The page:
What We're Reading

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Neil

Unsheltered, by Barbara Kingsolver (Faber 2018)

As expected from this author, her new book is very much of the present moment in America. It's told in two time periods: 1871, and 2016, in the same house in the same small town, and describes how little human nature has changed in that time. In the historical section, which alternates chapters with the contemporary thread, a young science teacher is struggling against ostracism in the town for daring to teach Darwin's new theories.

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Neil

Dead Reckoning: The Dunedin Star Disaster, by Jeff Dawson (Weidenfeld & Nicolson 2005)

The Dunedin Star was shipwrecked in 1942 on the Skeleton Coast of Namibia. 63 passengers and crew made it to shore, the most violent and inhospitable shore imaginable - 500 miles of raging seas and burning desert, all but inaccessible by land, air or sea. From interviews with survivors, historical archives and diaries the author reconstructs the epic rescue attempts and incredible survival against all the odds of most of the survivors. A real true life thriller.

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Neil

The Diary of a Bookseller, by Shaun Bythell (Profile 2017)

This is a hilarious memoir, written in the form of diary entries covering a year in the life of Scotland's biggest second-hand bookshop, in Wigtown. Shaun Bythell is the owner of the shop, a permanently grumpy misanthrope, who writes exceptionally well about his employees and his eccentric customers. A very charming book, a must read.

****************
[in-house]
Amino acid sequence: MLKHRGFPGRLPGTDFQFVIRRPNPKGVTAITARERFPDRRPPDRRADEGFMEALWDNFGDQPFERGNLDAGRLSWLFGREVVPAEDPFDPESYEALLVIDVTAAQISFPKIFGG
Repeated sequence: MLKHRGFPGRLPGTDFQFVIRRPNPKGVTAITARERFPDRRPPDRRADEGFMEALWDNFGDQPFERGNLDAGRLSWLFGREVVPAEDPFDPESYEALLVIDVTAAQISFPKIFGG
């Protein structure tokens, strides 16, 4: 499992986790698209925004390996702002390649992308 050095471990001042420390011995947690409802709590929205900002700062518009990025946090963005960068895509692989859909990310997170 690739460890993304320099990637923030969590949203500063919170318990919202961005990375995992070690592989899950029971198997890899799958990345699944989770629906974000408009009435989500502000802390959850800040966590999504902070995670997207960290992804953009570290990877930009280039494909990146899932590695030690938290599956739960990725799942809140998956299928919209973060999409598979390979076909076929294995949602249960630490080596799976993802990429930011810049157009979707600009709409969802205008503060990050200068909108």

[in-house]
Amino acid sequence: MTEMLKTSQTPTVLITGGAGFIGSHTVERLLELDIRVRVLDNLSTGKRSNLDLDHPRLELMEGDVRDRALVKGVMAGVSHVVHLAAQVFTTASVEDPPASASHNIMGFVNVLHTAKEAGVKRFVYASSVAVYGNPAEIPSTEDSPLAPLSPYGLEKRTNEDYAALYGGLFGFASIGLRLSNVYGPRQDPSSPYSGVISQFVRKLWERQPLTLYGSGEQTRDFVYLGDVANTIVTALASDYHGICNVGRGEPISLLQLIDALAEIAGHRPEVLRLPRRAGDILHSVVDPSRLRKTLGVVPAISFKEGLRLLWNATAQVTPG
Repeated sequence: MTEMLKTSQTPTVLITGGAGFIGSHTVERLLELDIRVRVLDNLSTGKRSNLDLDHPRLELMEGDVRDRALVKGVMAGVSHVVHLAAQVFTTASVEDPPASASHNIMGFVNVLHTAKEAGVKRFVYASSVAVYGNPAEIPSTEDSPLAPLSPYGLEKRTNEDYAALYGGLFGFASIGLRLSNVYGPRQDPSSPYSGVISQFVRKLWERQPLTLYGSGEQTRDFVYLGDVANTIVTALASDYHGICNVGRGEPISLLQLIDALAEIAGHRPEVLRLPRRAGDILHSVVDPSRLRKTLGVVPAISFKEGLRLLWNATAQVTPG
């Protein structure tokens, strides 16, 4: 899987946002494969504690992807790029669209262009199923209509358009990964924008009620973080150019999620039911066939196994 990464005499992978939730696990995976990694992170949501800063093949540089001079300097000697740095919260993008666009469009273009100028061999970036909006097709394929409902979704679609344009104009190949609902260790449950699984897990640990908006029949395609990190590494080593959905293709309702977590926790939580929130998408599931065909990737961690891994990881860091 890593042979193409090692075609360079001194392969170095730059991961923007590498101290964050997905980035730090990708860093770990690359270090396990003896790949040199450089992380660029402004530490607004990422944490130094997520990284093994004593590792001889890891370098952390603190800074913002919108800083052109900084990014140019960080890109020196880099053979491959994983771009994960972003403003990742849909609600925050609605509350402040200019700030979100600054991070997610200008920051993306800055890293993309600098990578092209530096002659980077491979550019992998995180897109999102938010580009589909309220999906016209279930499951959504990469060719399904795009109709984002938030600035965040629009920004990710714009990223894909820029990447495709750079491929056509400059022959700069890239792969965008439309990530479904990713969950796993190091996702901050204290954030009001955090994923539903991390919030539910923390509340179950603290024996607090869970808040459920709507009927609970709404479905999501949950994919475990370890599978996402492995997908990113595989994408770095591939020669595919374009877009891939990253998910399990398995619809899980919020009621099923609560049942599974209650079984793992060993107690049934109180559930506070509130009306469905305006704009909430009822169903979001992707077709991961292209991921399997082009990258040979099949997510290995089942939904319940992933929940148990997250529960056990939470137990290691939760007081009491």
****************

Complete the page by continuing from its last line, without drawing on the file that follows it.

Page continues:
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Neil

Oliver Loving, by Stefan Merrill Block (Atlantic 2018)

Oliver Loving is Stefan Merrill Block's third novel. His first, The Story of Forgetting was deservedly acclaimed. He's really hit his straps with this one. Oliver Loving has survived a school shooting, and is in a coma, non-responsive. Ten years have passed, his family and the small town where the shooting took place have never recovered, but no one knows the truth about what happened and why Oliver does, and the reader learns what happened, without knowing whether Oliver is still aware in his comatose body.

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Neil

OK, Mr Field, by Katharine Kilalea (Faber, 2018)

This is a very odd, quite unsettling novel. Mr Field, the narrator, is a concert pianist whose career has been ended by an accident, and on a whim he spends his compensation money on a reproduction of Le Corbusier’s Villa Savoye, in Cape Town. He moves there with his wife, who soon leaves, and he becomes lethargic and disoriented, and as the house decays around him, he becomes obsessed with its former occupants. He is an elusive character, as he descends into madness, but the reader is drawn along with him, all the time with increasing anxiety.

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Neil

Scrublands, by Chris Hammer (Allen & Unwin 2018)

I read this twisting turning Australian thriller pretty much in one sitting, which is the best way to keep track of the revelations! It's set in a small town in New South Wales. The local priests kills 5 local parishioners, so right from the beginning the reader knows what has happened, but not why. The journalist-with-a-past sent to the town to find out why finds a lot more than he bargained for. The plot twists and surprises come regularly, but all are convincing, plausible, and add massively to the tension. A superb thriller.